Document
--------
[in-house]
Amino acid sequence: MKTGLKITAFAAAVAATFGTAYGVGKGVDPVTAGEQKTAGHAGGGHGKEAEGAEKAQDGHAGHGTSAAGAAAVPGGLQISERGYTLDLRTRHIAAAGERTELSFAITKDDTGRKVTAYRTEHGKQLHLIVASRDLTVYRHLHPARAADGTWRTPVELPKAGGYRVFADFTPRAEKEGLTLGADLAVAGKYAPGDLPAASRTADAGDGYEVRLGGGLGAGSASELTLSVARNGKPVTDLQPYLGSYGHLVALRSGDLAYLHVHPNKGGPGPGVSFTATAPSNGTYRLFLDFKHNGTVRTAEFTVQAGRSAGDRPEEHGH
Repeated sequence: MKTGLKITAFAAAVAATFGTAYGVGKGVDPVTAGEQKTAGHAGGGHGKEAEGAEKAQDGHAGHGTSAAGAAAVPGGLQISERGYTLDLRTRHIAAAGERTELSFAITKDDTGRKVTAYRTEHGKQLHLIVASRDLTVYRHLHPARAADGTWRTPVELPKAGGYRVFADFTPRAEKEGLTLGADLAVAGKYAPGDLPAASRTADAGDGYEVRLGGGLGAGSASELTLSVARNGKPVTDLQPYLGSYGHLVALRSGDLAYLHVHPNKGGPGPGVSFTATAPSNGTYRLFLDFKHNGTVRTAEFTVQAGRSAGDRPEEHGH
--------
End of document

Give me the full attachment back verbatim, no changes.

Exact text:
[in-house]
Amino acid sequence: MKTGLKITAFAAAVAATFGTAYGVGKGVDPVTAGEQKTAGHAGGGHGKEAEGAEKAQDGHAGHGTSAAGAAAVPGGLQISERGYTLDLRTRHIAAAGERTELSFAITKDDTGRKVTAYRTEHGKQLHLIVASRDLTVYRHLHPARAADGTWRTPVELPKAGGYRVFADFTPRAEKEGLTLGADLAVAGKYAPGDLPAASRTADAGDGYEVRLGGGLGAGSASELTLSVARNGKPVTDLQPYLGSYGHLVALRSGDLAYLHVHPNKGGPGPGVSFTATAPSNGTYRLFLDFKHNGTVRTAEFTVQAGRSAGDRPEEHGH
Repeated sequence: MKTGLKITAFAAAVAATFGTAYGVGKGVDPVTAGEQKTAGHAGGGHGKEAEGAEKAQDGHAGHGTSAAGAAAVPGGLQISERGYTLDLRTRHIAAAGERTELSFAITKDDTGRKVTAYRTEHGKQLHLIVASRDLTVYRHLHPARAADGTWRTPVELPKAGGYRVFADFTPRAEKEGLTLGADLAVAGKYAPGDLPAASRTADAGDGYEVRLGGGLGAGSASELTLSVARNGKPVTDLQPYLGSYGHLVALRSGDLAYLHVHPNKGGPGPGVSFTATAPSNGTYRLFLDFKHNGTVRTAEFTVQAGRSAGDRPEEHGH